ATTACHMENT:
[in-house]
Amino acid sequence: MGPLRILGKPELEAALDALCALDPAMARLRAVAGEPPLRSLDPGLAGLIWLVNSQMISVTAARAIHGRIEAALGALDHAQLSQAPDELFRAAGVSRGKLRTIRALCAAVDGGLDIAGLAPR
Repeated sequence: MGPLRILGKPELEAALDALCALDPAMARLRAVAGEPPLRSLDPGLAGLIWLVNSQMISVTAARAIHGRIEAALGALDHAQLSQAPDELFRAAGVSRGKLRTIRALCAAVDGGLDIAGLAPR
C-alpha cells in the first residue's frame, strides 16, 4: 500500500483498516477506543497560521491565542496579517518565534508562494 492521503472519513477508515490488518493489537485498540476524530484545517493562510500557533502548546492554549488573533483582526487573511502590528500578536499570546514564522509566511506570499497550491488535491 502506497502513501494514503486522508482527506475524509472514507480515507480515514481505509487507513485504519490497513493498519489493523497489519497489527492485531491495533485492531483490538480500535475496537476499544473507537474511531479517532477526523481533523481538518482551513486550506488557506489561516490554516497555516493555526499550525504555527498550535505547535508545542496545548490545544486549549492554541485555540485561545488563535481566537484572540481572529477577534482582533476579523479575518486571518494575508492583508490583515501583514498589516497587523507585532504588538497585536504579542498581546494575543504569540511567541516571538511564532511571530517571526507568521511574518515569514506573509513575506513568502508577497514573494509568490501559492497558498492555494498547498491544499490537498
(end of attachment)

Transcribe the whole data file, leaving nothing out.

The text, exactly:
[in-house]
Amino acid sequence: MGPLRILGKPELEAALDALCALDPAMARLRAVAGEPPLRSLDPGLAGLIWLVNSQMISVTAARAIHGRIEAALGALDHAQLSQAPDELFRAAGVSRGKLRTIRALCAAVDGGLDIAGLAPR
Repeated sequence: MGPLRILGKPELEAALDALCALDPAMARLRAVAGEPPLRSLDPGLAGLIWLVNSQMISVTAARAIHGRIEAALGALDHAQLSQAPDELFRAAGVSRGKLRTIRALCAAVDGGLDIAGLAPR
C-alpha cells in the first residue's frame, strides 16, 4: 500500500483498516477506543497560521491565542496579517518565534508562494 492521503472519513477508515490488518493489537485498540476524530484545517493562510500557533502548546492554549488573533483582526487573511502590528500578536499570546514564522509566511506570499497550491488535491 502506497502513501494514503486522508482527506475524509472514507480515507480515514481505509487507513485504519490497513493498519489493523497489519497489527492485531491495533485492531483490538480500535475496537476499544473507537474511531479517532477526523481533523481538518482551513486550506488557506489561516490554516497555516493555526499550525504555527498550535505547535508545542496545548490545544486549549492554541485555540485561545488563535481566537484572540481572529477577534482582533476579523479575518486571518494575508492583508490583515501583514498589516497587523507585532504588538497585536504579542498581546494575543504569540511567541516571538511564532511571530517571526507568521511574518515569514506573509513575506513568502508577497514573494509568490501559492497558498492555494498547498491544499490537498